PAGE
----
Most of us that have been around in the shipping industry for a while have experienced terrible events, that directly effected our shipments and cargo. Delays, lost/found containers, broken cranes, damaged cargo etc.

But there are some people among us that have been hit by catastrophic events. I am one of those people. When I was working in Hong Kong in 2007, on a Tuesday night, I was watching television. There was a breaking news story about 2 vessels that had collided. When the anchor man said the vessel name, I was in shock. It was the same vessel that was supposed to arrive later that week, carrying my 100*40’ft containers of plastics cargo…. “MY VESSEL“! And yes, I was hearing these news on TV.

This is the vessel that hit the side of my vessel.

Here she is, injured and in distress. Below you can see the crack, and inside that hole are my poor containers.

The next day, we spoke with the carrier and learned that they were working on the aftermath of the accident. In 2 days time, I was informed that my cargo was located on the lower deck and one lane behind the point of  impact. So, about 8 of our containers were totally covered in oil and 5 of them got some oil in them. Of course then the insurance process started, our containers were taken to Singapore, washed out and I think apart from 3 containers, the rest were eventually delivered (significantly late and traumatized…). At that point I it really hit me that what we do behind our desks everyday is a living process and anything can happen.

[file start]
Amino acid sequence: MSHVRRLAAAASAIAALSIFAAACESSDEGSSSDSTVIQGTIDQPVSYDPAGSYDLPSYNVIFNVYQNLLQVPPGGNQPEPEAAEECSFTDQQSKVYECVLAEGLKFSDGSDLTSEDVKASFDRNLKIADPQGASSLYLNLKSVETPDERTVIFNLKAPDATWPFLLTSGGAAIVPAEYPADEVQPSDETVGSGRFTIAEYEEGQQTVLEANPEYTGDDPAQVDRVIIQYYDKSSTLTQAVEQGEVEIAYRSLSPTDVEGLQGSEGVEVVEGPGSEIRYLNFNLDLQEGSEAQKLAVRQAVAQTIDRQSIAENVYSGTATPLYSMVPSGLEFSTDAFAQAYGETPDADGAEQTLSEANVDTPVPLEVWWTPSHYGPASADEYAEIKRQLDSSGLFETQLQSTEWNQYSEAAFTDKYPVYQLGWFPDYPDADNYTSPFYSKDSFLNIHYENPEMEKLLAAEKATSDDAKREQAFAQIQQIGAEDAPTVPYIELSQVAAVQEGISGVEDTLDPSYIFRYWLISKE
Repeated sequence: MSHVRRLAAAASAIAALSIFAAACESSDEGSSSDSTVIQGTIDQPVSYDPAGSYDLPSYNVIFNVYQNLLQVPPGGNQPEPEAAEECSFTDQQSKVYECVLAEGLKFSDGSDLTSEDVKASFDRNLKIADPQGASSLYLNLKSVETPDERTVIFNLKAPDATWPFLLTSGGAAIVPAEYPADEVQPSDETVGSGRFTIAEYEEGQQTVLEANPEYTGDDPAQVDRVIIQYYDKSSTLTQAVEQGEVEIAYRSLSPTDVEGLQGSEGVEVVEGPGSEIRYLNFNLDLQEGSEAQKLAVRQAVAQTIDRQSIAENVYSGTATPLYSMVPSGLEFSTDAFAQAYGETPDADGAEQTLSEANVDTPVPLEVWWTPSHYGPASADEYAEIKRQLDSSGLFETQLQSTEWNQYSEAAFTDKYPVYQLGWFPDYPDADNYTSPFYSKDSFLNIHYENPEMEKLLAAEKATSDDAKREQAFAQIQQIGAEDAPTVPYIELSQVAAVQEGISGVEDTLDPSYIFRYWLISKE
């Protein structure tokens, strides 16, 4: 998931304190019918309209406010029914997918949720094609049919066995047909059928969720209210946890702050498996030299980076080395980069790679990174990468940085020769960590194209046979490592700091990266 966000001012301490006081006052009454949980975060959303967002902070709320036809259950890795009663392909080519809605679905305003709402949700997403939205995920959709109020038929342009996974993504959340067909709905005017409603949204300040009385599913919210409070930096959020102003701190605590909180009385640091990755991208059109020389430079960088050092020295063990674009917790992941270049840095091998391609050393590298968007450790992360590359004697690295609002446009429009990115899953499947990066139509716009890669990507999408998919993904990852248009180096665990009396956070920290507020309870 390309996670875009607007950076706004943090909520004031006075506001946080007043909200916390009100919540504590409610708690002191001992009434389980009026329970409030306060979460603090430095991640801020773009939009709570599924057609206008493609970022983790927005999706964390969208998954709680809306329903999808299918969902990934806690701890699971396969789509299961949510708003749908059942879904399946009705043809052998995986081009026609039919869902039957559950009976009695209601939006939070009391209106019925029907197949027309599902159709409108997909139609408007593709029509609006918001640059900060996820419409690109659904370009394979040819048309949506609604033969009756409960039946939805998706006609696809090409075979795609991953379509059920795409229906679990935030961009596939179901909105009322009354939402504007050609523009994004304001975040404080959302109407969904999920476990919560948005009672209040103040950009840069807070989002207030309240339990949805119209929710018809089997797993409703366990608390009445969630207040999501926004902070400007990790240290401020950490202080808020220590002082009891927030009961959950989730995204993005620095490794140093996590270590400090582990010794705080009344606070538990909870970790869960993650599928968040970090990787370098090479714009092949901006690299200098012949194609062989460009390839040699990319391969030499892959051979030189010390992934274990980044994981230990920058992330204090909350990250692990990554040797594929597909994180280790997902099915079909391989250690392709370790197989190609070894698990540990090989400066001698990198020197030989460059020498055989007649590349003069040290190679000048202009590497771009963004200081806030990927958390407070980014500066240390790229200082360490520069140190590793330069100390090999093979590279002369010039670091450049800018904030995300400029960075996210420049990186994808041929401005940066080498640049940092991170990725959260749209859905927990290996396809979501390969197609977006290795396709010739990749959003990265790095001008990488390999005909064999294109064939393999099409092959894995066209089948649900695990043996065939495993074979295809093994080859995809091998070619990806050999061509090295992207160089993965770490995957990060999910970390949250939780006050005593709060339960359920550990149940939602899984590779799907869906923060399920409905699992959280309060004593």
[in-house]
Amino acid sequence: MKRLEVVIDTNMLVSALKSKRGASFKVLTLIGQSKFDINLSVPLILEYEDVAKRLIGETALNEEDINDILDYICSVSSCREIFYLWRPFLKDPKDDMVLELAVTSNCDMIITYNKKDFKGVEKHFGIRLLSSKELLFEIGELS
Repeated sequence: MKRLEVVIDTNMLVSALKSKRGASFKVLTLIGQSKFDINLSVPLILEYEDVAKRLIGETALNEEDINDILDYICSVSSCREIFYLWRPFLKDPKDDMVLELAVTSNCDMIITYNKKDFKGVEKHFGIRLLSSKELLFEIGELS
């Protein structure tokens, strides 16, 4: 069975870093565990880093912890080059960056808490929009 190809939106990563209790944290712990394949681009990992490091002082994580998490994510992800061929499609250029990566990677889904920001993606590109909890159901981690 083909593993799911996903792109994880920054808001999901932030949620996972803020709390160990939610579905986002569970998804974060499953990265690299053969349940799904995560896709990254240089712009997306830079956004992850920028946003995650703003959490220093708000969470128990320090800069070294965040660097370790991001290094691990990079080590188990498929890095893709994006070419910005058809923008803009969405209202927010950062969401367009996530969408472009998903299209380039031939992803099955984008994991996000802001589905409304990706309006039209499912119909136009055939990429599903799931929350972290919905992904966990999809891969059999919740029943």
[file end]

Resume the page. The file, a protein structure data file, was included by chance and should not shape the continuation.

During our busy workdays with all the communication and paperwork, we tend to forget that the vessels are actually moving these commodities around the world and there is risk involved – especially when shippers fail to declare their commodities properly. I want to show you some more examples of such accidents in the past years, because I believe it will make us think twice when we ask the carriers, “Why you are not loading my cargo?”, “why is my cargo late?” or “why do you need the MSDS?”.

Below is exactly why you need to be careful when you prepare your hazardous declaration.

According to a statement made by the Homeland Security Appropriations Subcommittee, Committee on Appropriations, United States House of Representatives: “The cause of the fire is believed to have been a container loaded with petroleum-based cleaning fluids stowed near the engine room. The shipper failed to indicate the hazardous nature of this shipment to the Hyundai Fortune, undoubtedly to avoid the special handling fees associated with transporting hazardous materials.” Luckily, all 27 crew members were saved on time.

             

This is what vessel planning is about, and this is why we all need to think twice next time we push for our containers to get on the vessel NO MATTER WHAT.

If you want to see more from these disastrous events, you can see it here: